The RBM14/CoAA-interacting, long intergenic non-coding RNA Paral1 regulates adipogenesis and coactivates the nuclear receptor PPARγ
Adipocyte differentiation and function relies on a network of transcription factors, which is disrupted in obesity-associated low grade, chronic inflammation leading to adipose tissue dysfunction. In this context, there is a need for a thorough understanding of the transcriptional regulatory network involved in adipose tissue pathophysiology. Recent advances in the functional annotation of the genome has highlighted the role of non-coding RNAs in cellular differentiation processes in coordination with transcription factors. Using an unbiased genome-wide approach, we identified and characterized a novel long intergenic non-coding RNA (lincRNA) strongly induced during adipocyte differentiation. This lincRNA favors adipocyte differentiation and coactivates the master adipogenic regulator peroxisome proliferator-activated receptor gamma (PPARγ) through interaction with the paraspeckle component and hnRNP-like RNA binding protein 14 (RBM14/NCoAA), and was therefore called PPARγ-activator RBM14-associated lncRNA (Paral1). Paral1 expression is restricted to adipocytes and decreased in humans with increasing body mass index. A decreased expression was also observed in diet-induced or genetic mouse models of obesity and this down-regulation was mimicked in vitro by TNF treatment. In conclusion, we have identified a novel component of the adipogenic transcriptional regulatory network defining the lincRNA Paral1 as an obesity-sensitive regulator of adipocyte differentiation and function.
White adipose tissue (WAT) is a dynamic organ responding to dietary intakes by a rapid morphological remodeling whose kinetics depends on WAT localization within the body1. Expanding WAT mass stores energy in periods of plenty and is a safeguard against lipid accumulation in peripheral tissues, a major contributor to insulin resistance and associated co-morbidities such as type 2 diabetes (T2D)2. Indeed, increased fat deposition in WAT may be protective and metabolic health thus relies in part on WAT expandability, which depends on WAT hyperplasia and adipocyte hypertrophy3. In the context of obesity, hypertrophied adipocytes are prone to cell death4, hence triggering macrophage infiltration and TNF-induced PPARγ downregulation among other processes5. Furthermore, adipocyte size positively correlates with insulin resistance and T2D and is thus pathologically meaningful6. In contrast, WAT hyperplasia is metabolically more beneficial than hypertrophy7.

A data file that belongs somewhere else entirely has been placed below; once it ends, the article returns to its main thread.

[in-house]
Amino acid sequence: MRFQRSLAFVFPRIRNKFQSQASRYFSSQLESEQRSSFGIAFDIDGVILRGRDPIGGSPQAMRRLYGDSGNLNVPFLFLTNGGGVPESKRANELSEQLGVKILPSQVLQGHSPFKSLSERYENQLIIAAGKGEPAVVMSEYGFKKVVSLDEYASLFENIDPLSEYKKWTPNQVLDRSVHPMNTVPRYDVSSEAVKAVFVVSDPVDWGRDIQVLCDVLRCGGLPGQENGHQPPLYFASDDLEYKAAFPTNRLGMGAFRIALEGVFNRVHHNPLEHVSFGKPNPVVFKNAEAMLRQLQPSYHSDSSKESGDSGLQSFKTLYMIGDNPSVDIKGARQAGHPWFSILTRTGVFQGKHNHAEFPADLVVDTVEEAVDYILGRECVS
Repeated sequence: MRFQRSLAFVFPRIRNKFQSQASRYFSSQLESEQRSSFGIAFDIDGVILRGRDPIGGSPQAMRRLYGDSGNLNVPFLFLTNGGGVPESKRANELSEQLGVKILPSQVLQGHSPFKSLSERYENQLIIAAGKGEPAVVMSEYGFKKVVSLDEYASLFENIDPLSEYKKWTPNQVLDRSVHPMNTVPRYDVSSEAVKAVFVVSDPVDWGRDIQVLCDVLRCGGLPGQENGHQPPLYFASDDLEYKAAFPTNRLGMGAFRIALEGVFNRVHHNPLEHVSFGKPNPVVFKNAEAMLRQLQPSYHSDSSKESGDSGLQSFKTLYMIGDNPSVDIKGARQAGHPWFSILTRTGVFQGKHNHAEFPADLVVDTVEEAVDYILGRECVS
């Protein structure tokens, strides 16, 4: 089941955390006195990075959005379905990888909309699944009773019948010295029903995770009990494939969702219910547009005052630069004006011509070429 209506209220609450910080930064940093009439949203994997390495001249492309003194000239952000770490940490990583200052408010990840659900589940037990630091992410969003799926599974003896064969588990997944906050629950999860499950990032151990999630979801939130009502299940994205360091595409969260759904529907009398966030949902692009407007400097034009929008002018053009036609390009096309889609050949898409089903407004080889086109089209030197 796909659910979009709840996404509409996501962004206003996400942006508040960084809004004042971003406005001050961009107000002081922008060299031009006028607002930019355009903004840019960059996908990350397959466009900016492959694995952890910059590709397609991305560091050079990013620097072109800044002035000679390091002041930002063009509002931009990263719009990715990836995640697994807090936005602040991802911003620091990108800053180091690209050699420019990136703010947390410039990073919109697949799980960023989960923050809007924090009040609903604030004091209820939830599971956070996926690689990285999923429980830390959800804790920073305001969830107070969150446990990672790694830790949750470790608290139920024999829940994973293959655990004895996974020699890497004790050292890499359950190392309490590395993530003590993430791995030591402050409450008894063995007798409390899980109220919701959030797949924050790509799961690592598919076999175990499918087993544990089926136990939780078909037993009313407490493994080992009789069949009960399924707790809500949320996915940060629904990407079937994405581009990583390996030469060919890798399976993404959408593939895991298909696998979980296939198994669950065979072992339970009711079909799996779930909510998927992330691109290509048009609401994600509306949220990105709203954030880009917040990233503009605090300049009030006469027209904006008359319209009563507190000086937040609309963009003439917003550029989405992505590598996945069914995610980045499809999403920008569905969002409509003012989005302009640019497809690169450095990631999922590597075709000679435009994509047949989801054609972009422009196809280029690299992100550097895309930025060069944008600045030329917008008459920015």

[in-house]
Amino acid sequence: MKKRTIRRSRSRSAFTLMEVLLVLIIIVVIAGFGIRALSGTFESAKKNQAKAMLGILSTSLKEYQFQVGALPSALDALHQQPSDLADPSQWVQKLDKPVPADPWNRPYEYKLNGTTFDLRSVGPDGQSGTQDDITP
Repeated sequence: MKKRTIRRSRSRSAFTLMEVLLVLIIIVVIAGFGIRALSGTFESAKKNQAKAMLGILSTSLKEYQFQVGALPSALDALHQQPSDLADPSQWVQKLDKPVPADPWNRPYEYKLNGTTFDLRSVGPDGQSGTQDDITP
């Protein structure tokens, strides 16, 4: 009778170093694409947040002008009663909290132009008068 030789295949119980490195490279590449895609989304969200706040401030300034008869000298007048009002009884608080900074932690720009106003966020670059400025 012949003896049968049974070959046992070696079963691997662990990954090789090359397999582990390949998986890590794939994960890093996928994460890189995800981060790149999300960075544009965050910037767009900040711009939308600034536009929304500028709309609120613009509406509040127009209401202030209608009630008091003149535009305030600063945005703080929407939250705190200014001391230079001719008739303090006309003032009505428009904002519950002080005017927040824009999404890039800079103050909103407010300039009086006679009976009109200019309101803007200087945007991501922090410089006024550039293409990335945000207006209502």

De novo adipogenesis, leading to WAT hyperplasia, is thus required for WAT to cope with a positive energy balance. Adipogenesis is a highly complex mechanism relying on the sequential activation or repression of transcriptional regulators leading to a mature lipid-storing adipocyte phenotype. The core of the terminal differentiation signaling pathway is constituted by the transcription factor CCAATT enhancer-binding protein β (C/EBPβ) which regulates the expression of PPARγ8 and of C/EBPα9. The coordinated interplay of these 2 transcription factors triggers complex epigenomic remodeling to achieve adipocyte maturation8,10,11,12.
Pervasive transcriptional events throughout the genome generate numerous RNA transcripts without protein coding potential [non-coding (nc) RNAs] and covering ~60% of the genome. Among those, long non-coding RNAs (lncRNAs, > 200 nt) play a role in diverse biological processes such as cellular differentiation13,14. LncRNAs are expressed in a highly tissue-specific manner and display a wide array of functions in the cytoplasm and/or the nucleus often related to transcriptional and post-transcriptional gene regulation, as well as to organization of chromosome and nucleus topology15,16. Considering their generally low abundance and cell-specific expression, lncRNAs have also been proposed to be mere by-products of transcription which is a nuclear structure-regulatory event per se17.
Several lncRNAs (Neat1, Adinr and lnc-U90926) interfere with terminal adipocyte differentiation by modulating PPARγ or C/EBPα expression18,19,20. The exact molecular mechanisms involved in lncRNA-mediated control of adipogenesis remain however poorly defined. As no investigation of their possible contribution to WAT physiopathology has been reported, a case-by-case investigation remains necessary to decipher the mechanism of action of lncRNAs.
In this study, we characterized a novel adipocyte-specific lincRNA potentiating the adipogenic function of PPARγ through interaction with RNA Binding Motif Protein 14 (RBM14/CoAA), hereafter called Paral1 for PPARγ-activator RBM14-associated lncRNA. Loss-of-function experiments demonstrated its positive contribution to adipocyte differentiation. Expression studies in obese mice and humans showed a similarly decreased expression of Paral1 in obese WAT, thereby identifying a novel adipogenic pathway dysregulated in obesity.